A non-member’s personal report on the Summer School on Mental and Social Power at Fircroft College, 9-11 July 1993.
“This was a place and a time to talk, and talk we did. In meetings, in the dining room, in the bar, strolling on the lawn or through the orchard, or sitting beneath the huge copper beeches. It was a place and time for thought, and I find myself even now going back there in my mind and continuing our discussions.
We discussed personal therapies as a money-spinning racket, as enabling only adjustment to the inhuman demands of capitalism, or as a means of enforcing that adjustment if you include the electrodes and drugs of psychiatry.
On the other hand we considered more person-centred analysis or counselling as politically neutral but effective tools for unravelling the knots of personal distress.
There again, it was argued, can personal anxiety not be a spur to Socialist awareness? Equally, might it not be an obstacle? Why should personal awareness and growth be considered antithetical to the same process on the social level?
We debated alienation-from our work, the products of our work, from our fellows and from our own lives. Television was subjected to a close examination in this context. I think we were fairly unanimous that it is a powerful agent in capitalism’s need to split us from social and personal reality. There was creative use of video material exposing television and the whole money culture.
Personally. I found this Summer School hugely rewarding and inspiring. There was talk of holding future ones at a less expensive and more spartan venue, but for myself I fell the surroundings of the old. slightly unkempt grounds quiet, civilised and very amenable to the atmosphere of serious, rational and respectful inquiry. At the same time there was humour and warmth. I identified with people talking about how difficult it is to go home after spending time with people who know what you mean. I for one am back in a world of lonely alienation. I think money should be abolished, but even more insanely, I WALK places. Here I am, walking by the wheat field, this is my food. I wish I could have a hand in growing it, harvesting it, milling it and baking the bread. But at least I can touch the rough heads of the grass that gives me life. Meanwhile perfectly healthy young men whizz by, sitting down in sort of slick, multi-aerialled spacecraft on wheels. These fields might just as well be on television as far as they were concerned.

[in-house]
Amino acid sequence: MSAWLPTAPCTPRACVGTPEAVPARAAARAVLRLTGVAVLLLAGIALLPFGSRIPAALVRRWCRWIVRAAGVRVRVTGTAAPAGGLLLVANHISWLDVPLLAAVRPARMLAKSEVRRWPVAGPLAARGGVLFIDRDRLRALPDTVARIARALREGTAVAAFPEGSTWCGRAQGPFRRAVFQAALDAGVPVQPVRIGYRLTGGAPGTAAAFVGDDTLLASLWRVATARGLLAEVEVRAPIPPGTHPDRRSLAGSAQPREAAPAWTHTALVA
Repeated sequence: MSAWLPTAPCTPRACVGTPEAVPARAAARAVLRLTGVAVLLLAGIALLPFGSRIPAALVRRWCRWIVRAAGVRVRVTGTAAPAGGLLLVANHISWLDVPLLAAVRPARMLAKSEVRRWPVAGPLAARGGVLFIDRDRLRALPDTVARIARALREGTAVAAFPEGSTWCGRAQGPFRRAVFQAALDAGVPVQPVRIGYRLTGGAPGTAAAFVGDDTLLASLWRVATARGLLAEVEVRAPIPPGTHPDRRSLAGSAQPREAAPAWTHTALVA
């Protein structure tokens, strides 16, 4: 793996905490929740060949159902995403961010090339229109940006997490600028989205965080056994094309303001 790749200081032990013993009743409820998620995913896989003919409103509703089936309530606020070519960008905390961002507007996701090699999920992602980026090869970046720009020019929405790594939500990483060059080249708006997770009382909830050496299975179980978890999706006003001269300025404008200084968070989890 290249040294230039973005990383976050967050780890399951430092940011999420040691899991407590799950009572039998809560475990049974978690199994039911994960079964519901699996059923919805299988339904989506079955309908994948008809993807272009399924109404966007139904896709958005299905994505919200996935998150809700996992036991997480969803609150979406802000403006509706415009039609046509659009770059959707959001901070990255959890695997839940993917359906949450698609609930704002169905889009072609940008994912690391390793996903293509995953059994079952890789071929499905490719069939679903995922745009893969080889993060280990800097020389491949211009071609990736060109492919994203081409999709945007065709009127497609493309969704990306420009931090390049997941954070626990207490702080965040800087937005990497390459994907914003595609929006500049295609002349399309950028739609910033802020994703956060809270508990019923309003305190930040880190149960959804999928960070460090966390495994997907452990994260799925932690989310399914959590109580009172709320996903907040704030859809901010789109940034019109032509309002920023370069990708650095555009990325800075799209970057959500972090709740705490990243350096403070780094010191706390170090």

Finally, it was the subject matter of this Summer School which obliged me to get there. Income Support or no, the whole question of the relationship between the personal and public dimensions of our understanding is one which I feel to be crucial. Many Socialists are uncomfortable with any focus on this area, and even thoughtful psychotherapists are reluctant to look at social issues. I would welcome a closer understanding between these disciplines, and I am heartened to see evidence of this happening, not least at the Summer School, which exceeded my best expectations.
After all, in this society, we live, eat, work and consume, all for some purpose outside ourselves. So are we not brought up to serve goals outside ourselves, and do we not bring up our children in the same way? That there are hard questions goes a long way to explaining their absence from Socialist literature, but they are questions nonetheless which we are all called upon to address.”